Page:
Under health reform law, group health plans and insurance carriers that offer group (or individual) health insurance coverage are required to use disclosure standards that accurately describe the benefits and coverage under the applicable plan or coverage. These standards are embodied in a document known as the Summary of Benefits and Coverage (SBC, sometimes also called the "mini-SPD"). You may recognize it as the food-label style grid that offers an explanation about covered benefits. 

The SBC is used to ensure that health coverage information is presented in a clear and uniform format that helps plans and individuals better understand their health coverage and compare coverage options across different types of plans and insurance products. The SBC is generally prepared by the insurance carrier or third party administrator. 

Late last December, the federal agencies released new SBC regulations. Here are some highlights of the generally minor changes:

  • Document size: The new Summary template is significantly shorter, roughly 2 1/2 double-sided pages. Employers, carriers, and others cited the statute which limited the size of the summary to four pages, while the agencies had struggled with fitting the required content into that format.
  • Reporting Coverage Value: The new summary format provides for reporting of the minimum essential coverage and minimum value standards. Requiring these items on the template should ease employer concerns regarding a carrier offering certification that the plan option will be compliant.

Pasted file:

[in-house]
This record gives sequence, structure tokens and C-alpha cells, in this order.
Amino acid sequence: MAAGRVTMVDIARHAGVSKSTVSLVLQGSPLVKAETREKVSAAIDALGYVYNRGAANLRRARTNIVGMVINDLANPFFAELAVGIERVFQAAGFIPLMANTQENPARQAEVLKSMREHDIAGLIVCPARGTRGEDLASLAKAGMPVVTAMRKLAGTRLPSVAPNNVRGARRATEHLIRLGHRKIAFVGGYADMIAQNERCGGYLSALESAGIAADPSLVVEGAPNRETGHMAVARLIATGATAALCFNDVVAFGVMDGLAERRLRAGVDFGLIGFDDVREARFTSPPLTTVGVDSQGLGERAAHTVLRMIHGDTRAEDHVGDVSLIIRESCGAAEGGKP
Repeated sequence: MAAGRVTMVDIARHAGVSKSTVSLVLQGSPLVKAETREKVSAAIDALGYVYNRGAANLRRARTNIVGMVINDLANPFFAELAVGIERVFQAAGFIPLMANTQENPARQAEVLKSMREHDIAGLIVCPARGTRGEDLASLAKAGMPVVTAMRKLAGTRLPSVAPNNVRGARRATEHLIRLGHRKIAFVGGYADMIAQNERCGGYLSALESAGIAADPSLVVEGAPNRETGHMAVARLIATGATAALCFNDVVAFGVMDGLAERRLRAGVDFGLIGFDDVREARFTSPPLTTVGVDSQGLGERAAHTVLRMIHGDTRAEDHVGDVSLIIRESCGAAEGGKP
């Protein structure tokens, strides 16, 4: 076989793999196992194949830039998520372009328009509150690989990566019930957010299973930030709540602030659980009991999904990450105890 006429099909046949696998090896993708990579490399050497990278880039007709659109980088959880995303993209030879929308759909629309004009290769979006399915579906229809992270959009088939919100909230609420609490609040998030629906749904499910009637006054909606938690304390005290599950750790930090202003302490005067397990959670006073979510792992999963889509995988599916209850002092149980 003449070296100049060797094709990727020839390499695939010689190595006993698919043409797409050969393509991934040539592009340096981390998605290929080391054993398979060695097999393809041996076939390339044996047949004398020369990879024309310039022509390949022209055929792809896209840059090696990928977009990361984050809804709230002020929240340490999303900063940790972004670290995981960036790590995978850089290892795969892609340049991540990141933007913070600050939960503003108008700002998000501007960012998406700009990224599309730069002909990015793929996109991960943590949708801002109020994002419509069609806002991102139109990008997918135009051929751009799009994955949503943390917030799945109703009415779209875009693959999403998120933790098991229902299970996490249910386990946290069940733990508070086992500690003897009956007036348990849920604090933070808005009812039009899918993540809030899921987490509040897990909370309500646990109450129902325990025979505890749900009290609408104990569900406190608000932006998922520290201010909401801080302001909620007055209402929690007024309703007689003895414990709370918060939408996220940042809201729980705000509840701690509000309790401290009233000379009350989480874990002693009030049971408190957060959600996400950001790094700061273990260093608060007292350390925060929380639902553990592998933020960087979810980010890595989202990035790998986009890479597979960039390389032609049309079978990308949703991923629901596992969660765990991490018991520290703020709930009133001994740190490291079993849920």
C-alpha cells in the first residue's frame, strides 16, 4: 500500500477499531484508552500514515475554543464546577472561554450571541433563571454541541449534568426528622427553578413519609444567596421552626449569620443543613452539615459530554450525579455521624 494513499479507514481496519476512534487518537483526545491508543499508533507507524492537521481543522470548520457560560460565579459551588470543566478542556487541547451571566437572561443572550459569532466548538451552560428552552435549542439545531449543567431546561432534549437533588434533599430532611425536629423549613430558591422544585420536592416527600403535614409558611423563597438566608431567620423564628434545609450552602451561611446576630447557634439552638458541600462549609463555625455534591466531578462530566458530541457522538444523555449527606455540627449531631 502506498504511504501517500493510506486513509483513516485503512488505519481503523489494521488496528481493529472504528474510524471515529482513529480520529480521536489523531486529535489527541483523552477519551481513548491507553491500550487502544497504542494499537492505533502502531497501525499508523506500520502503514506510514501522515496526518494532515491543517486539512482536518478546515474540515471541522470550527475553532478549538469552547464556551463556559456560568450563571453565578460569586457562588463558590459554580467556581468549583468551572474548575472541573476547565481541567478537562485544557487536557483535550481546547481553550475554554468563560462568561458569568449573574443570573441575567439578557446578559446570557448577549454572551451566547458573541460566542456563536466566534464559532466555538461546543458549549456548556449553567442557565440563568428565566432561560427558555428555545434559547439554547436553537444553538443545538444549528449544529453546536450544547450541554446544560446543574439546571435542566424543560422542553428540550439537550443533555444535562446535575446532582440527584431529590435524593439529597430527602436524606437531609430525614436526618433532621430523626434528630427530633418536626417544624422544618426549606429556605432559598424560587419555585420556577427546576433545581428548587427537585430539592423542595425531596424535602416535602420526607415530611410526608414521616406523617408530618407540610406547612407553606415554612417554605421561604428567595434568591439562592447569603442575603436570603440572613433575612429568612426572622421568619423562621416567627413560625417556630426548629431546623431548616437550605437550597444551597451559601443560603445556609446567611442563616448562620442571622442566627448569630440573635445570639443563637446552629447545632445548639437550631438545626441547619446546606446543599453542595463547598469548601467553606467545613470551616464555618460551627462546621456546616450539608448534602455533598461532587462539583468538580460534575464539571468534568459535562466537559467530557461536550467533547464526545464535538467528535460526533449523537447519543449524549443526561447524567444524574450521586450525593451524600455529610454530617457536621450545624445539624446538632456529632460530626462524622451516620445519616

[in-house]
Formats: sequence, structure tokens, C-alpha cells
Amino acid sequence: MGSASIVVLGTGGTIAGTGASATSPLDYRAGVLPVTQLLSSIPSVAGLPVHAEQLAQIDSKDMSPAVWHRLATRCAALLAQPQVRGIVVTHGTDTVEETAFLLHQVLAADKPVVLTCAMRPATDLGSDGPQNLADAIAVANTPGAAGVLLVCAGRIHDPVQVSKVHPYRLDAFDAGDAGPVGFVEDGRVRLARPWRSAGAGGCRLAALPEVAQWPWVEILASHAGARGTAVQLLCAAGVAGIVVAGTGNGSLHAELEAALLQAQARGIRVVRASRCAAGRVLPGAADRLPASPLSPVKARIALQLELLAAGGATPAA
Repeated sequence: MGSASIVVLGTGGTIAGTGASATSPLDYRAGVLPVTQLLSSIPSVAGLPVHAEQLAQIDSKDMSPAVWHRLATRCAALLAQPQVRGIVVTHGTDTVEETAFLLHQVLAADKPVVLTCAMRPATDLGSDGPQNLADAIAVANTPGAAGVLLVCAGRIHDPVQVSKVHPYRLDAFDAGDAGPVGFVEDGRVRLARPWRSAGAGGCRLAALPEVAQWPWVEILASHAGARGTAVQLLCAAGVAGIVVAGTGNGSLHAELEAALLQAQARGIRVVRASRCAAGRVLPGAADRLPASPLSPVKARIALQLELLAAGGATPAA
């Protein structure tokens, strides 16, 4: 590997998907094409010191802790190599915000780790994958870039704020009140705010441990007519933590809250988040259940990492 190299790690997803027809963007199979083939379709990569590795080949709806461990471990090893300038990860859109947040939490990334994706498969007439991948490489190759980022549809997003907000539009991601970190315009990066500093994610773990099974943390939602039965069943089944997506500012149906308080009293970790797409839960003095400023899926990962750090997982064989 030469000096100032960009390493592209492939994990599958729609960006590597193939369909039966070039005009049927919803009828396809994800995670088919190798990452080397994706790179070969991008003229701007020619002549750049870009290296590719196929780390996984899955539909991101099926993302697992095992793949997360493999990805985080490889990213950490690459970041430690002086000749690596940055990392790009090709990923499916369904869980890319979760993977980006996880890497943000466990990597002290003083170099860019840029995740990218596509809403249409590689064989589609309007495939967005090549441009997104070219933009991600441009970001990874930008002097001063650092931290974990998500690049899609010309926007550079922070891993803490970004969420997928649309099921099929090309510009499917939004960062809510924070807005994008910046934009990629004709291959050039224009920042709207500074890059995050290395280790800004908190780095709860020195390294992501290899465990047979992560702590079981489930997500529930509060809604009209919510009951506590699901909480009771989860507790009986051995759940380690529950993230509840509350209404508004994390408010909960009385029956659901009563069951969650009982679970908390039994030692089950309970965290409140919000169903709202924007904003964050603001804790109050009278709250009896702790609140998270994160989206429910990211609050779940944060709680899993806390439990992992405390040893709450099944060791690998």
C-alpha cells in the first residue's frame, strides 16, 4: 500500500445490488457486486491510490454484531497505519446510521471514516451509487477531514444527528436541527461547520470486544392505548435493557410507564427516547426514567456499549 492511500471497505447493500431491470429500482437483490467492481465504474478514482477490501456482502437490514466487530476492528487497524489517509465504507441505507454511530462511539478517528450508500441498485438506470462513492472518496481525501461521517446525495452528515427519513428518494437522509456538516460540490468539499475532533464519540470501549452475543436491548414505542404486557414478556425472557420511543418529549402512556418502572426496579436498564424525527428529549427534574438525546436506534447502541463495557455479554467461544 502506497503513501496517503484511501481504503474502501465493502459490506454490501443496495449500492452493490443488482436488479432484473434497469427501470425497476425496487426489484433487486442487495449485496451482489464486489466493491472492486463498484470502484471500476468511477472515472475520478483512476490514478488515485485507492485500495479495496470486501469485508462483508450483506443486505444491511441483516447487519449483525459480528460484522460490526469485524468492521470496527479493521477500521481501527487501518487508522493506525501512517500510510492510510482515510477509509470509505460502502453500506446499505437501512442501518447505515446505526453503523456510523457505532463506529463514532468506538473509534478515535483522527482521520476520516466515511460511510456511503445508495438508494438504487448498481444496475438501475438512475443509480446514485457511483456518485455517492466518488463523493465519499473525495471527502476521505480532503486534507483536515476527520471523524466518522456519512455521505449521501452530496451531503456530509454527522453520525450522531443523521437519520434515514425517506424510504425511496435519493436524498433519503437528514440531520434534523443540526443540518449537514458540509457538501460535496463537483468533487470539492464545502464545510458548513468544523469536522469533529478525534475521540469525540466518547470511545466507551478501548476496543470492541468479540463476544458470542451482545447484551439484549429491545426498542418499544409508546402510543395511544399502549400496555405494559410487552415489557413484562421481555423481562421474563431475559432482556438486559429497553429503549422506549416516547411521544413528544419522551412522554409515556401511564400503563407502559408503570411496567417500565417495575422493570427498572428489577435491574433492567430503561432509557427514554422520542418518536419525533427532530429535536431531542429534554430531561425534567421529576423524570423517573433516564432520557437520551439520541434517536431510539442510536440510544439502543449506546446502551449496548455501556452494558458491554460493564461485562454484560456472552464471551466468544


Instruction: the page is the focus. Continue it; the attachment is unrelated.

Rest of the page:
• Abortion services: The new regulations propose a change on disclosing abortion coverage. It should not affect employer plans; however, some carriers for insured programs may address abortion coverage in group health plan SBCs.
  • Premium cost option: Premium information, if desired, can be added to the end of the template. Proving premium details is entirely optional, but if provided, it must reflect the total premium for all covered benefits and services. (Few employers will want to include the premium cost because doing so will potentially subject the organization to the 60- day advance notice rule. The advance notice rule could be triggered if the plan sponsor found it necessary to change contributions mid-year.)
  • Required Example: A new example is provided for the summary, regarding a foot fracture. Many had complained the examples relating to birth and diabetes were not typical for most employees.
  • Electronic disclosure (Insured plans): Carriers are permitted to post their standard plan certificates of coverage to their websites (rather than provide the brief summaries) to allow employers to select among available options. The federal agencies are now asking for input on whether self-funded employers should be required to post their underlying plan documents on the Internet. 
    • Comment: Many organizations will likely prefer not doing so, since some employers do not use a website at all -- typically because of local workforce demographics and/or issues of computer access. However, if all disclosures can be delivered on-line for all employees, (regardless of use of computers for work as currently required by ERISA disclosure rules), such an option would represent a welcome change that facilitates a compromise on this issue.